*** My survivor safety sheet: http://sworddancewarrior.files.wordpress.com/2009/04/information-sheet-for-primary-health-care-providers.pdf

***[REALLY GOOD RESOURCE] Schachter, C.L., Stalker, C.A., Teram, E., Lasiuk, G.C., Danilkewich, A. (2008). Handbook on sensitive practice for health care practitioner: Lessons from adult survivors of childhood sexual abuse. Ottawa: Public Health Agency of Canada. http://www.phac-aspc.gc.ca/ncfv-cnivf/pdfs/nfntsx-handbook_e.pdf

Helping survivors of childhood abuse through labour: http://www.gentlebirth.org/archives/abuselbr.html

Prevalence of sexual assault history among women with common gynecologic symptoms. http://www.ncbi.nlm.nih.gov/pubmed/9790390?dopt=Abstract

Health risk behaviors and medical sequelae of childhood sexual abuse.  http://www.ncbi.nlm.nih.gov/pubmed/1434879?dopt=Abstract

Effect of Childhood Sexual Abuse on Gynecologic Care as an Adult http://psy.psychiatryonline.org/cgi/content/full/48/5/385

The day before the pap

Yesterday I saw my therapist and we talked about the pap test appointment tomorrow. What’s different about this appointment is:

1) the medical professional will know I’m a survivor.
2) I’m planning to ask if I have scar tissue.
3) I’m planning to ask about all the wierd things I have going on with my vagina.

It feels incredibly vulnerable to do this this way, consciously, asking for the compassionate care I want, especially when I didn’t have any care that I remember for my vagina when I was assaulted as a child.

I have duly printed out my ‘survivor safety lecture’ pap test sheet and marked the appropriate boxes. I also have typed up all my questions, and the rationale behind them on a single sheet of paper so that if I can’t deal with asking verbally, I can just get her to read it.

At my therapists suggestion, I’m going to reserve the right not to go through with the exam if I don’t like the nurse or her responses, so the questions have a dual purpose. I get to see how she handles them. My therapist also offered me an emergency session on Thursday or Friday if I need one, an offer which brings tears to my eyes even now.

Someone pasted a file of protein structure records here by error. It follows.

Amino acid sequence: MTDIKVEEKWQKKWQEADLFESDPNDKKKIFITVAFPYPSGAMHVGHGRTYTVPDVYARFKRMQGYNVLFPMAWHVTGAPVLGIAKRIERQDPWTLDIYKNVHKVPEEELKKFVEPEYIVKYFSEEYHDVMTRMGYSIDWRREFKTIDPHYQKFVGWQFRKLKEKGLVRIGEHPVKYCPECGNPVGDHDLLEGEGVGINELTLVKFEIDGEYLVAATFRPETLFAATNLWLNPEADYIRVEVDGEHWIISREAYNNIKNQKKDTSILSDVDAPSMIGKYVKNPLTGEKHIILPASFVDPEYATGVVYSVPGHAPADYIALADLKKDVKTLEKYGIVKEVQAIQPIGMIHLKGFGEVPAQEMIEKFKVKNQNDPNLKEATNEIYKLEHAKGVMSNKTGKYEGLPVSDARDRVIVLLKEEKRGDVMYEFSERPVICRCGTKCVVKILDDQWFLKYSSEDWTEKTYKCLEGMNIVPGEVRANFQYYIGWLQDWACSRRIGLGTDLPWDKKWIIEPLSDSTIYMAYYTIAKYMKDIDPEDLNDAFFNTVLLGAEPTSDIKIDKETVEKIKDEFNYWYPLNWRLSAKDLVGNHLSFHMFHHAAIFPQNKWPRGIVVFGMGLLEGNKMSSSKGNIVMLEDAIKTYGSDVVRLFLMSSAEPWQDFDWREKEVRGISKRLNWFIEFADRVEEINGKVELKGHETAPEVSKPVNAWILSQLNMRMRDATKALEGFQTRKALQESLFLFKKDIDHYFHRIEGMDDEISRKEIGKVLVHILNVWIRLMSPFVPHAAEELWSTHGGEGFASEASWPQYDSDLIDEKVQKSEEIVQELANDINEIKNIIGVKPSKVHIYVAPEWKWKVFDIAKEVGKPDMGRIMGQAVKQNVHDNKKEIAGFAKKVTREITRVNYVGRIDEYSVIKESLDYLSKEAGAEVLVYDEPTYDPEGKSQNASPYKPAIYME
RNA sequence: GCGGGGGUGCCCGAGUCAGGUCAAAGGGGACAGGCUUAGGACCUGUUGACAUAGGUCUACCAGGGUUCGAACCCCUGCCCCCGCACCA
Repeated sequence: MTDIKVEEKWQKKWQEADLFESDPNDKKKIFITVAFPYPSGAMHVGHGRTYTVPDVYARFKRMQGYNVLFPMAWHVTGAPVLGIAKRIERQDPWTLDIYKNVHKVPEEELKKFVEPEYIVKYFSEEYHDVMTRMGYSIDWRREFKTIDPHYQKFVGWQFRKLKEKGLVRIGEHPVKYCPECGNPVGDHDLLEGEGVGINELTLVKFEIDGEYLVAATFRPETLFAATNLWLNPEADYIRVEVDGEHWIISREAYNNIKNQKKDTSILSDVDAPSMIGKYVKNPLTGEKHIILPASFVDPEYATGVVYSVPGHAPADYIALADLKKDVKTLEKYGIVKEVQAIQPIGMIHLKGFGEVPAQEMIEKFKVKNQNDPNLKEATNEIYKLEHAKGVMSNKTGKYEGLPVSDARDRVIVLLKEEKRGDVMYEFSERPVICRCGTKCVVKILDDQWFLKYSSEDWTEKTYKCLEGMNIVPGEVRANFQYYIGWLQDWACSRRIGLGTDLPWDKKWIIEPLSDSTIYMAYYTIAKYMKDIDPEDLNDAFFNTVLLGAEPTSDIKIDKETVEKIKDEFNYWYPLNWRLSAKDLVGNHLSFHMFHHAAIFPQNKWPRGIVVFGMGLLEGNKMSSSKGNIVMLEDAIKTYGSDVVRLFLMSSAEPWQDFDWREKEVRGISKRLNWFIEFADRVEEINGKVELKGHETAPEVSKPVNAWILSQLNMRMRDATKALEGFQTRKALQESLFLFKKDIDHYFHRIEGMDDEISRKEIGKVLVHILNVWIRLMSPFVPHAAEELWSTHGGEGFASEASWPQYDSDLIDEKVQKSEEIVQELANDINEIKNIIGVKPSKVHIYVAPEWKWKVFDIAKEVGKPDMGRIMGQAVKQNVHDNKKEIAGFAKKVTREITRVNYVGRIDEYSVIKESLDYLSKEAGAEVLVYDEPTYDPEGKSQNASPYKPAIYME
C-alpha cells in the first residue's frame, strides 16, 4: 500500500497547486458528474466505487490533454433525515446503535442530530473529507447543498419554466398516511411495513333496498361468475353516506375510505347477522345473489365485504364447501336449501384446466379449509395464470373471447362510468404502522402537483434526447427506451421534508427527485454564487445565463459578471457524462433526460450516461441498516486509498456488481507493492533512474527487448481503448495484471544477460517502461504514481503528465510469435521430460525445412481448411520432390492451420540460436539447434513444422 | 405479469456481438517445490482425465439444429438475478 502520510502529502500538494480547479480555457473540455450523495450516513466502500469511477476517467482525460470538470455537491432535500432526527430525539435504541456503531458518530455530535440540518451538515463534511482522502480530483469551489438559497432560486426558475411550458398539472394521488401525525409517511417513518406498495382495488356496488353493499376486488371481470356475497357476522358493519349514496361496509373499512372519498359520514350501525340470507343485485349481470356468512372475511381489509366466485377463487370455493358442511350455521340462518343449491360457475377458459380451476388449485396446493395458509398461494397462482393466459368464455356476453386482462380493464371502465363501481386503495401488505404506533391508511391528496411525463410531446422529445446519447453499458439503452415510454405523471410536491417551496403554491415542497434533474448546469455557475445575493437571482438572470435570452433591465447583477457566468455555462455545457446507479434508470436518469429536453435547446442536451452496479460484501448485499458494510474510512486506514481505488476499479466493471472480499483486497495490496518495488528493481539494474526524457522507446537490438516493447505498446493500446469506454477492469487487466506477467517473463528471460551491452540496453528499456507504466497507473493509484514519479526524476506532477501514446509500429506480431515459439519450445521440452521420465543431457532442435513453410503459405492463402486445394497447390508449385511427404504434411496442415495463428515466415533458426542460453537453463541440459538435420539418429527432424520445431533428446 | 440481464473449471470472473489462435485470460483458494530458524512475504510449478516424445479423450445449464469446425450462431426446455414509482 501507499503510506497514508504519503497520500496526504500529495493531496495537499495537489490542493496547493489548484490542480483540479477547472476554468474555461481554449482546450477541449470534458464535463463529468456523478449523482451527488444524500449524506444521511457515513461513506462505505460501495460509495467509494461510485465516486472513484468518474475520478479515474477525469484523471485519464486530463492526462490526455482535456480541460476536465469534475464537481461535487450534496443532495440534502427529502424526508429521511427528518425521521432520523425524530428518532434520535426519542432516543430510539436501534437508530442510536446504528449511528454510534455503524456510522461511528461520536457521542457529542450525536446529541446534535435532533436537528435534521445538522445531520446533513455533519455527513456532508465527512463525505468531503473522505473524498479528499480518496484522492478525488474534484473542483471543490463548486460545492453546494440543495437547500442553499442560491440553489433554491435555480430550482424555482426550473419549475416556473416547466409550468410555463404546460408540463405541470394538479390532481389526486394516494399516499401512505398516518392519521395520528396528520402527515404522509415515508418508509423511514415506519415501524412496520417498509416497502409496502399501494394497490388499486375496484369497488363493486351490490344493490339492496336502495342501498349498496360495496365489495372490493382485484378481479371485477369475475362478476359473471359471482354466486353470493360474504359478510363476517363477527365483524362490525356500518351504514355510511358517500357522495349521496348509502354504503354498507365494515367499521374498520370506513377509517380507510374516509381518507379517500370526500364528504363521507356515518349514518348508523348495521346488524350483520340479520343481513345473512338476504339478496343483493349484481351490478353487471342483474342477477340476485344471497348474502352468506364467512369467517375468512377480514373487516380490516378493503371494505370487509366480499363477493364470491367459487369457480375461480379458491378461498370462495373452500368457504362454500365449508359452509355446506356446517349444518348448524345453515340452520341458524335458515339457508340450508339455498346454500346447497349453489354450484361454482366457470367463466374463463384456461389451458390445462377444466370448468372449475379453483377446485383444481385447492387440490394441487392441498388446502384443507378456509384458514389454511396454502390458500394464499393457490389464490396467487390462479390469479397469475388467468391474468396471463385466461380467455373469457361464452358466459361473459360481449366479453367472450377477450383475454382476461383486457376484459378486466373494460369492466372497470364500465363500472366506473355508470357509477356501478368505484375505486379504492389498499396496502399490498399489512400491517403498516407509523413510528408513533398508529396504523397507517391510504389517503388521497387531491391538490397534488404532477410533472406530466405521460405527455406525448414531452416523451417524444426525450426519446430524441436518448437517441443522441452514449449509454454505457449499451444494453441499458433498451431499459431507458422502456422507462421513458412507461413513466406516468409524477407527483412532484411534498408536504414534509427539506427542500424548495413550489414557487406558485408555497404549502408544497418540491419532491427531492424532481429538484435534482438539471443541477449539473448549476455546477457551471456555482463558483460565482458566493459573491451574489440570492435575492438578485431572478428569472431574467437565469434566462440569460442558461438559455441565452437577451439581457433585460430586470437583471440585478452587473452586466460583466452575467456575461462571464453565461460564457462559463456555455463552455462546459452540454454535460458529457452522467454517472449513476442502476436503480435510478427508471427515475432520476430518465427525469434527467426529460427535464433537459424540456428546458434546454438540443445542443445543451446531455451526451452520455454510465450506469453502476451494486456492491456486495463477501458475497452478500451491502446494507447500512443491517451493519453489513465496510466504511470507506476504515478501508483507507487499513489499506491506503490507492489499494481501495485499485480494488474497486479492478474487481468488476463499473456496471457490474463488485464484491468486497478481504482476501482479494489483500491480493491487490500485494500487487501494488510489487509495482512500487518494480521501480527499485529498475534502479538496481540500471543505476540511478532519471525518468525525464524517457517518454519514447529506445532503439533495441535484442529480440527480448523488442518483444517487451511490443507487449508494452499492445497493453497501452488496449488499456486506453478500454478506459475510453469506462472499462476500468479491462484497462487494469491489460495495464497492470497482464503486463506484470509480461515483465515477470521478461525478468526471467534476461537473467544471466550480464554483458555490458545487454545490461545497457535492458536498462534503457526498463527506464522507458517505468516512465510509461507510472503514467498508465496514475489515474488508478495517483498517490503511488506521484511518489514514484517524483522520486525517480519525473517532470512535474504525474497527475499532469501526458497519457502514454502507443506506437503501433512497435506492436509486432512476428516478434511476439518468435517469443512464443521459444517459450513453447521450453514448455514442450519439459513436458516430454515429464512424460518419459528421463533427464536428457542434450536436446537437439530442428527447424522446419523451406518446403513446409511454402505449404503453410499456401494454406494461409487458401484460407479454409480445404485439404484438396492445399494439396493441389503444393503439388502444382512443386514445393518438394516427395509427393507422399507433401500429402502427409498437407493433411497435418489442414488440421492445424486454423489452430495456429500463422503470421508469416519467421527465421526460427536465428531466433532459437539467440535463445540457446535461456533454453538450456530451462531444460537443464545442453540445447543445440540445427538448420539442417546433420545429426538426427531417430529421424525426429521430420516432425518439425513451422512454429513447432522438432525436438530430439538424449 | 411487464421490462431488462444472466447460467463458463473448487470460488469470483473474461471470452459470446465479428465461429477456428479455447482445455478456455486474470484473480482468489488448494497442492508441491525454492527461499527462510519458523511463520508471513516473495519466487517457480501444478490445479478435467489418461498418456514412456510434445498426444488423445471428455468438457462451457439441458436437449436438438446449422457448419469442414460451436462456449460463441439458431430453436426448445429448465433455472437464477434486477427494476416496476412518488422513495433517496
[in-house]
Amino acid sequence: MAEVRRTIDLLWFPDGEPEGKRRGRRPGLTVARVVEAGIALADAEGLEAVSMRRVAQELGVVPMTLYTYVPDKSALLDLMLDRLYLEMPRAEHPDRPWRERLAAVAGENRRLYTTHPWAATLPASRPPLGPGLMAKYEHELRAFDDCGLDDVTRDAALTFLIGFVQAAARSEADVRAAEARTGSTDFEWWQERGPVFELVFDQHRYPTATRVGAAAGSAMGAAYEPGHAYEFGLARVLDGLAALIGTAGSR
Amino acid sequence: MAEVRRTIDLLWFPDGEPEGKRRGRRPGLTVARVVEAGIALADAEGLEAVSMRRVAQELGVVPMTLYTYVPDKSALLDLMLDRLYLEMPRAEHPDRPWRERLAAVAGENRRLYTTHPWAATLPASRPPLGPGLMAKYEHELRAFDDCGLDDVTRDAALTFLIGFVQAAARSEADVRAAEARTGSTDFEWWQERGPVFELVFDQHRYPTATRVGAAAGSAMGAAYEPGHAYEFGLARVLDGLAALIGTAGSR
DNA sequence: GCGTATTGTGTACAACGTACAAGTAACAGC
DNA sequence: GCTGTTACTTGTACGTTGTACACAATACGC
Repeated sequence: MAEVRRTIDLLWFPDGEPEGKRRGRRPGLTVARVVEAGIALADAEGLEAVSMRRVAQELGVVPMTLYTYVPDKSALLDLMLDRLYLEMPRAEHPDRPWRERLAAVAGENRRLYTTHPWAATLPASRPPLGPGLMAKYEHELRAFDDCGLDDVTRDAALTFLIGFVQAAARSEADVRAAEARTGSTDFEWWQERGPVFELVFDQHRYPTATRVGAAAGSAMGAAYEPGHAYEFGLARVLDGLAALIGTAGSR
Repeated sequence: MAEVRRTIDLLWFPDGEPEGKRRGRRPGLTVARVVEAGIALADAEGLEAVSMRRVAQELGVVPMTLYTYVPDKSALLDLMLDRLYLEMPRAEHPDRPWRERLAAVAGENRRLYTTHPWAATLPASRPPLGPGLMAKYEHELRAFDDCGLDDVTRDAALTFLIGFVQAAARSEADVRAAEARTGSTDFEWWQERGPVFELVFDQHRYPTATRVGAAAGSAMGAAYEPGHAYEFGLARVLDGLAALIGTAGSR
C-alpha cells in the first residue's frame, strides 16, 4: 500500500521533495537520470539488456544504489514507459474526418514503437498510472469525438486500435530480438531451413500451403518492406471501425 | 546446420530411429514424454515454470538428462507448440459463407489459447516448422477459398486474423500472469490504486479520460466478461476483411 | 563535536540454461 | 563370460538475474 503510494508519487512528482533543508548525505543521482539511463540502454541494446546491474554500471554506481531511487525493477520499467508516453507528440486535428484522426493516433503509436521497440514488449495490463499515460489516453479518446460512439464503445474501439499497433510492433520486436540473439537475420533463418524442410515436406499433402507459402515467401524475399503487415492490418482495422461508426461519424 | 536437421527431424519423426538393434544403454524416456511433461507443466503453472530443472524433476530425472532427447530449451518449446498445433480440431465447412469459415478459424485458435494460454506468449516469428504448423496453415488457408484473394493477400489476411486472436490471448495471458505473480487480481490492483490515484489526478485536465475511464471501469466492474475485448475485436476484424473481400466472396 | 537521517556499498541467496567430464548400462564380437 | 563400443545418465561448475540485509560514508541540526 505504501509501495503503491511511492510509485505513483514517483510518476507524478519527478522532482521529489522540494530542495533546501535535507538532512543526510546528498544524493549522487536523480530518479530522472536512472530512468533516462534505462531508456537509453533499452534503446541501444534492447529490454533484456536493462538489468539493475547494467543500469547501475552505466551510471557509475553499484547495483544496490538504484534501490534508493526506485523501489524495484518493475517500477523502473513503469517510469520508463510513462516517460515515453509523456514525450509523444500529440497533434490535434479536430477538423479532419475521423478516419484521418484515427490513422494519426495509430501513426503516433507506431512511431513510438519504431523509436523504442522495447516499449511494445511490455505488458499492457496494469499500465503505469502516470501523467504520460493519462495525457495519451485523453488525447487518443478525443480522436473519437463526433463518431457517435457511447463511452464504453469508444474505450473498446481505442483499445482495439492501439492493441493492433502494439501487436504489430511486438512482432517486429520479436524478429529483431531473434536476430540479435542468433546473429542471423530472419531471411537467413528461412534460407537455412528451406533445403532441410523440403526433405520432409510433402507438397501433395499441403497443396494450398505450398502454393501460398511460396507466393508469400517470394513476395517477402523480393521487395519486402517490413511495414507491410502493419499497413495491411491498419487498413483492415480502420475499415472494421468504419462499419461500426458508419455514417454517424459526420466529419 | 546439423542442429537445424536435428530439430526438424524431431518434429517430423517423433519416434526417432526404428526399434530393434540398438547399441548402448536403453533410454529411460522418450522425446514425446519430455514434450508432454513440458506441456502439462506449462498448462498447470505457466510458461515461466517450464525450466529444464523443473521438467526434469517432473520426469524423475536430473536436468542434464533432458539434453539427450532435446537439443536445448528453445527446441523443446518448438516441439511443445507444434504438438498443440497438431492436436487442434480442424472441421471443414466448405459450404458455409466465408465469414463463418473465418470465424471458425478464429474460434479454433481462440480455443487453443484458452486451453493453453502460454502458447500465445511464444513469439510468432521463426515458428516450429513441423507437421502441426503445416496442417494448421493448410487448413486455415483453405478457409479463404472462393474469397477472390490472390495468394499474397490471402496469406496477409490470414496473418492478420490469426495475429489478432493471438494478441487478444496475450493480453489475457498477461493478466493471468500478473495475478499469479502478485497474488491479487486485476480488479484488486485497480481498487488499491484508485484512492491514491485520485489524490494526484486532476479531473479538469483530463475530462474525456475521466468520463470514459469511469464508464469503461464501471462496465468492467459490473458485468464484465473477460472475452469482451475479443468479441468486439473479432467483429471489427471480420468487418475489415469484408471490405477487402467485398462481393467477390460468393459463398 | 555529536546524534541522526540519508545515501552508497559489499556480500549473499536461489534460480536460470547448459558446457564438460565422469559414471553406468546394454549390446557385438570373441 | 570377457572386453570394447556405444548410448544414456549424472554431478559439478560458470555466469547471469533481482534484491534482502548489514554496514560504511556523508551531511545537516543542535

It was good to talk it over with my therapist, and more importantly cry it over, cry over the body of the 5 year old girl with the injured vagina, cry over the lifetime lack of anyone to ask questions about my injuries or to care about them. Cry about the shame and fear of judgement / condescension / freak out of a nurse or doctor knowing my history examining me.

So, I’m going to watch some nice, anethesizing tv or read my new book.

On the up side, I’m still meditating 8 minutes per day and still practising either singing or guitar daily. I also started a tai chi class with my wife yesterday. So in general, things are good.

Wish me luck.

Pap test, anyone?

Sheila na gig - these are Goddess images honouring the sacredness of the doors of life. This one was found at Kilpeck Church in Herefordshire. Photocredit: Ben Grader
Sheila na gig - these are Goddess images honouring the sacredness of the doors of life. This one was found at Kilpeck Church in Herefordshire. Photocredit: Ben Grader

Okay, so I went bravely forth today on my quest to find a doctor to do a pap test. Like many survivors, I haven’t had a gyne exam in several years, in my case, about 8.  I haven’t had (or thankfully, needed) any other medical care during that time. I have recurrent yeast infections (or something that behaves like it) that I’ve learned to manage with home remedies.